Yes, the Donald Trump presidency is going to be bad. Yes, it might be a disaster. But it won't necessarily be a disaster for Canada.
Consider Canada-U.S. trade. President Trump talks like he believes global trade is a form of war, and every day he threatens to start one. Canada is an exceptionally trade-dependent economy, and almost all of our trade is with the United States. Many of our industries have integrated, cross-border production chains. If President Trump wages trade war against any and all imports, Canada is going to suffer catastrophic collateral damage.
But much more likely, as Blackstone CEO and Trump economic adviser Stephen Schwarzman told Canadian government officials on Monday, is that the President will go after countries running big trade surpluses. That means China. It also means Mexico, which Mr. Trump consistently portrays as a stealer of jobs and exporter of illegal aliens. As a result, NAFTA is almost certainly doomed.
But if NAFTA disappears or is sent into the limbo of renegotiation, the earlier Canada-U.S. free-trade agreement still stands, and still protects much (though not all) of Canada's trade access. Given that Canada-U.S. trade is relatively balanced – Canada runs a small trade surplus with the U.S. when oil prices are high, and a deficit when they're low – it's unlikely that the Trump administration is going to want to make Canada a priority target.
Visibly steamrolling the Mexican economy will be popular with many voters from both parties. Ditto a trade fight with China. But attacking Canada? There's no economic logic to it. Nor would there be much domestic political upside in starting a trade war with the place Americans consistently call their most admired foreign country.
Bottom line: The end of NAFTA is not a good thing. However, if the Trump administration stops there, it would mean a big hit for Mexico, but a relatively small hit for the Canadian economy.
Or consider the possibility of the U.S. introducing some kind of tax or tariff on all imports. The details are sketchy, but both the Republican-led Congress and the Trump administration have been talking about this. The Canadian oil industry is particularly worried, since the U.S. is by far its largest export market. In 2015, Canada exported 3.2 million barrels a day south of the border.
But that means U.S. consumers are also highly dependent on Canada: More than a third of the oil Americans consume is imported, and nearly half of those imports come from Canada. A tax on oil imports would spell higher prices at the pump for U.S. drivers. Would the anti-tax Trump administration and the anti-tax Republican Congress really antagonize their base by doing that? It's not likely.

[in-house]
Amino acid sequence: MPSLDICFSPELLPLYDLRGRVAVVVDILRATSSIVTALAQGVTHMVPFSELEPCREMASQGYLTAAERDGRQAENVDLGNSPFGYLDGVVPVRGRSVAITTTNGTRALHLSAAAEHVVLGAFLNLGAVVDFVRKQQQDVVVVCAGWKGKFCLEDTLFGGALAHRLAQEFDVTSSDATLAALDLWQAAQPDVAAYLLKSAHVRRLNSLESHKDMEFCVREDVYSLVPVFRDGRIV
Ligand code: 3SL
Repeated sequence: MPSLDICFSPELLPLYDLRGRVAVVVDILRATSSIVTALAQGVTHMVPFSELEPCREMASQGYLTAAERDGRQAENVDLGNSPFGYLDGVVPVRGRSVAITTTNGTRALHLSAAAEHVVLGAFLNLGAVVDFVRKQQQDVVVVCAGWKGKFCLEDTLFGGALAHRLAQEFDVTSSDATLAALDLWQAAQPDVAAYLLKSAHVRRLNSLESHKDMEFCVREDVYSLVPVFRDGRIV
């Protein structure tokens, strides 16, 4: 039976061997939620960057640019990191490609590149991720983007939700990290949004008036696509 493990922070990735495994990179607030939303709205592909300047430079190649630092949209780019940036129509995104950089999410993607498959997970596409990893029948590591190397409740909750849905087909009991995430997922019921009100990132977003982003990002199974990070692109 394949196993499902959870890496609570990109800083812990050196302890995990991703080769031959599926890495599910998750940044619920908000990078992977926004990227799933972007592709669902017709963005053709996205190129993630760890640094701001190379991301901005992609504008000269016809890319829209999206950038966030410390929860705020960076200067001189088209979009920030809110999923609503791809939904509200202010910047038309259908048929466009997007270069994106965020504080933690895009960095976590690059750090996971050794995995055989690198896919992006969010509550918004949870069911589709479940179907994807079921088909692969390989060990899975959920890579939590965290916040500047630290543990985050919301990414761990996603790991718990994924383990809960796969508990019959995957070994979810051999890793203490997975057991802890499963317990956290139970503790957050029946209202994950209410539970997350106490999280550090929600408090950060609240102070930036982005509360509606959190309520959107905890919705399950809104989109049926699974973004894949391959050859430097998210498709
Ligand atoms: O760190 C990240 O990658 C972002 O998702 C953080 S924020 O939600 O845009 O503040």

The U.S. may end up imposing a tax on many imported goods. But it's hard to imagine oil not getting some kind of exemption. It's also likely that much or all Canadian trade could be exempted, because of the FTA and that nearly-balanced trade relationship.
Yes, an American tax on imports would be bad for the global economy. But unless the Trump administration is insistently self-destructive, and aims to hinder all trade with even its largest and most integrated trading partner, the direct impact on Canada of any such tax stands a good chance of being small.
And Trump policy may even have some positives for Canada. There's Keystone XL, and the Trump administration is also promising to deliver a massive income and business tax cut, combined with a big infrastructure program. (A minus for Canada? It will almost certainly include Buy America provisions.) The details are fuzzy, and U.S. voters should have serious doubts. There's a good chance most of the benefits will end up going to the 1 per cent.
But in the short run at least, even unfair tax cuts, plus badly designed infrastructure spending, would be stimulative. The U.S. economy would get a temporary boost. However, given that the U.S. economy is already operating close to capacity, in the long run the approach is likely to end in tears, generating a painful combo of huge deficits and an asset price bubble.
In the short term, however, it could mean a hotter U.S. economy, and maybe even a stronger U.S. dollar, both of which are positives for Canadian exporters.
If the administration's bite is applied with slightly more discrimination than its bark, Canada stands a chance ending up with only minor injuries, while witnessing an American disaster from the best seats in the house.